Albert learned a lot of data analysis this summer working with mentors
Professor Thomas Vonder Haar and researcher John Forsythe.
NVAP has recently been reprocessed and extended to now span 22 years (1988-2009)
while also removing past known biases. It makes for a much more accurate and
reliable water vapor dataset. The dataset is broken down into three separate
tiers, NVAP-M Climate, Weather, and Ocean, which vary in format based on user
needs. NVAP-M is a blend of multisensor water vapor instruments which make for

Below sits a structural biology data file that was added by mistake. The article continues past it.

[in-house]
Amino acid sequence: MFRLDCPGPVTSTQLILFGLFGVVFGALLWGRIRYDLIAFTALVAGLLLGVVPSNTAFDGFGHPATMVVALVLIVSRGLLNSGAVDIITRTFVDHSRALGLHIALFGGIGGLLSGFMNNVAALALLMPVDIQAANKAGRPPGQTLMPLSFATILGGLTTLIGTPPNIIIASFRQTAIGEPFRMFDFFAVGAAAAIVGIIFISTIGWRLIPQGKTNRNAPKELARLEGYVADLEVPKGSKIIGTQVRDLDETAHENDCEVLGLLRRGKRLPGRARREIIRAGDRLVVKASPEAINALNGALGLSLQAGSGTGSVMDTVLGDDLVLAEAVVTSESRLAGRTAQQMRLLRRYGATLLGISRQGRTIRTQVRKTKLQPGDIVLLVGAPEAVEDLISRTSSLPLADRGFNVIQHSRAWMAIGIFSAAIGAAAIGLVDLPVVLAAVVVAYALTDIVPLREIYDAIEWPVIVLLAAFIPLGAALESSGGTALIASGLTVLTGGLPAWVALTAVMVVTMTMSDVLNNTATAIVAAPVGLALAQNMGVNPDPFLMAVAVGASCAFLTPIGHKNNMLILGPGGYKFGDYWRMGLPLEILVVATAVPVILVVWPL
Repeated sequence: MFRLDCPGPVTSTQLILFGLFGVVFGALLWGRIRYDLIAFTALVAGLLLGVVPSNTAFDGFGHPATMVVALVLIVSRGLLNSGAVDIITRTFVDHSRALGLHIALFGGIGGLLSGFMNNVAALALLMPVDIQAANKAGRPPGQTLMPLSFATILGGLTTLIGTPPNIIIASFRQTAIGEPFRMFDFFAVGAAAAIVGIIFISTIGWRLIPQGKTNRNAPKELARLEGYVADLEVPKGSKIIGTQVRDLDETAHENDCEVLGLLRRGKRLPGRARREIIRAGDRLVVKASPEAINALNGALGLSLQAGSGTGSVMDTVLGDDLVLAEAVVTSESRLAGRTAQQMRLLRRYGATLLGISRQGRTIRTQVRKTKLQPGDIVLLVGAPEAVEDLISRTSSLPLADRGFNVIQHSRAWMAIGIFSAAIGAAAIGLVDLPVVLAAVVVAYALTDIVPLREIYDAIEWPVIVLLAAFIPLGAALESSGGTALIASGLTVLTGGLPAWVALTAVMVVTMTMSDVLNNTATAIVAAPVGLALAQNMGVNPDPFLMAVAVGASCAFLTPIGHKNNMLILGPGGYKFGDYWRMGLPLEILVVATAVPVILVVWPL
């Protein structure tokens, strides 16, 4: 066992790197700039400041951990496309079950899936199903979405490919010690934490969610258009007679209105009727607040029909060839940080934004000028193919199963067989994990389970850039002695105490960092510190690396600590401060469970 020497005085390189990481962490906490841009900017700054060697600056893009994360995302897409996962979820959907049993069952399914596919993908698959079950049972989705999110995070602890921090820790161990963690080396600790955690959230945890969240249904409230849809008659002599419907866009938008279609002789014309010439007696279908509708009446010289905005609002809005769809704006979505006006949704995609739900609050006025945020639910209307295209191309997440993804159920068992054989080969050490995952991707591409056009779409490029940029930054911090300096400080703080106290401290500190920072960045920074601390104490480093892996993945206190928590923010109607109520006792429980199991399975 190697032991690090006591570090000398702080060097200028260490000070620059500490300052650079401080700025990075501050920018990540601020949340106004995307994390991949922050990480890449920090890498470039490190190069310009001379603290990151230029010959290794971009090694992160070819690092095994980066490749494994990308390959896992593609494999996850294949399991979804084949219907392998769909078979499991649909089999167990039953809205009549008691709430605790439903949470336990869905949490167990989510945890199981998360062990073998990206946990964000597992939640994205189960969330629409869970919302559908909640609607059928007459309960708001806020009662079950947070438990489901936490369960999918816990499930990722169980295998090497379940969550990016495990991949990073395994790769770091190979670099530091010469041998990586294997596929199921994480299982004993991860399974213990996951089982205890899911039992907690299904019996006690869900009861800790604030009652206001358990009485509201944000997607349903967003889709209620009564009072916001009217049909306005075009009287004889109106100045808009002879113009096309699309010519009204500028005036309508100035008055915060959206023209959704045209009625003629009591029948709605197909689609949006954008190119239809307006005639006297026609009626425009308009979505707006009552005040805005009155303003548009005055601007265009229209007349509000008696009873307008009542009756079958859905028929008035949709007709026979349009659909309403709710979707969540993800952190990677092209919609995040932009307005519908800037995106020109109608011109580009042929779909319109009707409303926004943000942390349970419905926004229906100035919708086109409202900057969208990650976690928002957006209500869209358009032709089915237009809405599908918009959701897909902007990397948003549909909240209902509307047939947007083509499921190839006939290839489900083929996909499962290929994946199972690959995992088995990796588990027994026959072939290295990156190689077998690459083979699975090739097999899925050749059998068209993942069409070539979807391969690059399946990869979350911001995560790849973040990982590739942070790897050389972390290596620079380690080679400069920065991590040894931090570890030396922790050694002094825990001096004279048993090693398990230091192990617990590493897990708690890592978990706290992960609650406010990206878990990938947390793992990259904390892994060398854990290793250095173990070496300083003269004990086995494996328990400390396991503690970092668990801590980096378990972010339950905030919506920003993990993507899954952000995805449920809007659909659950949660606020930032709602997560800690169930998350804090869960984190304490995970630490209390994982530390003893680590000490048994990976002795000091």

an excellent global water vapor dataset.
Albert investigated how tropical cyclone activity effects current global
averages of total precipitable water (TPW). His research poster,
Tropical cyclone activity and its effect on global averages of total
precipitable water, may be found here.
While Albert is from Ithaca, Michigan, he attends Florida International
University as a junior in atmospheric sciences. He is interested in cloud
processes, remote sensing, severe weather including lightning, and tropical
weather. Outside of academics, his hobbies include trail riding, longboarding,
computer games and watching the sky.